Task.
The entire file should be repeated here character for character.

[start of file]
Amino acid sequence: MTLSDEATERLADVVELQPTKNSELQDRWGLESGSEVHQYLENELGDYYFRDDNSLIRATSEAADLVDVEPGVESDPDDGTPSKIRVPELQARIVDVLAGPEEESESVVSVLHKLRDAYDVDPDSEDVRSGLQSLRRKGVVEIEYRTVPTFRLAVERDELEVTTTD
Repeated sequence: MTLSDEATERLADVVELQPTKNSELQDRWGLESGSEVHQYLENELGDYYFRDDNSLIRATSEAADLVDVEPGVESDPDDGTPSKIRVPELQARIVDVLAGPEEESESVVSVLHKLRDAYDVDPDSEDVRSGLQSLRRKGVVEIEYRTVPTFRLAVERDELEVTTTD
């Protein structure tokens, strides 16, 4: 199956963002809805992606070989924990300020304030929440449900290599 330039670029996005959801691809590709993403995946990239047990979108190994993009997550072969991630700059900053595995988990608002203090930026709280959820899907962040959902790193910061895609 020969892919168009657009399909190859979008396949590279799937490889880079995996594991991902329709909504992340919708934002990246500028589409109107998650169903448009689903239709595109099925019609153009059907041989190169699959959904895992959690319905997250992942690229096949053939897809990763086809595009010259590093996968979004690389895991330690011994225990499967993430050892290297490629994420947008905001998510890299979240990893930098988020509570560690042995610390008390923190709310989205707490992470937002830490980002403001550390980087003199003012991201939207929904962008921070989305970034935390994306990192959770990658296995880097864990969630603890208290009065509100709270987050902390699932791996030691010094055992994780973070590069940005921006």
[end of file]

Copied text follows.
Amino acid sequence: MTLSDEATERLADVVELQPTKNSELQDRWGLESGSEVHQYLENELGDYYFRDDNSLIRATSEAADLVDVEPGVESDPDDGTPSKIRVPELQARIVDVLAGPEEESESVVSVLHKLRDAYDVDPDSEDVRSGLQSLRRKGVVEIEYRTVPTFRLAVERDELEVTTTD
Repeated sequence: MTLSDEATERLADVVELQPTKNSELQDRWGLESGSEVHQYLENELGDYYFRDDNSLIRATSEAADLVDVEPGVESDPDDGTPSKIRVPELQARIVDVLAGPEEESESVVSVLHKLRDAYDVDPDSEDVRSGLQSLRRKGVVEIEYRTVPTFRLAVERDELEVTTTD
């Protein structure tokens, strides 16, 4: 199956963002809805992606070989924990300020304030929440449900290599 330039670029996005959801691809590709993403995946990239047990979108190994993009997550072969991630700059900053595995988990608002203090930026709280959820899907962040959902790193910061895609 020969892919168009657009399909190859979008396949590279799937490889880079995996594991991902329709909504992340919708934002990246500028589409109107998650169903448009689903239709595109099925019609153009059907041989190169699959959904895992959690319905997250992942690229096949053939897809990763086809595009010259590093996968979004690389895991330690011994225990499967993430050892290297490629994420947008905001998510890299979240990893930098988020509570560690042995610390008390923190709310989205707490992470937002830490980002403001550390980087003199003012991201939207929904962008921070989305970034935390994306990192959770990658296995880097864990969630603890208290009065509100709270987050902390699932791996030691010094055992994780973070590069940005921006």